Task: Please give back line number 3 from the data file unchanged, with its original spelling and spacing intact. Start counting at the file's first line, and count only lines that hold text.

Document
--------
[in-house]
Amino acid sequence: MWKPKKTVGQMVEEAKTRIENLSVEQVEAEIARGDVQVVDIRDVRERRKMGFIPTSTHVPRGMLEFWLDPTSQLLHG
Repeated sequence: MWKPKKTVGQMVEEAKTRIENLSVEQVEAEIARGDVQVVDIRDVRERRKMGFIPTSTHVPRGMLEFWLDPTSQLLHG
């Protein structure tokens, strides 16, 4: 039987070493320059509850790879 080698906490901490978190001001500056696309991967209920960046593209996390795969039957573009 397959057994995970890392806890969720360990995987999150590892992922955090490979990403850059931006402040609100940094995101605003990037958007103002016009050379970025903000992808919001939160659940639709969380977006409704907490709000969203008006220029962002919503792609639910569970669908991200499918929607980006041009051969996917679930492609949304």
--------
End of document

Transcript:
Repeated sequence: MWKPKKTVGQMVEEAKTRIENLSVEQVEAEIARGDVQVVDIRDVRERRKMGFIPTSTHVPRGMLEFWLDPTSQLLHG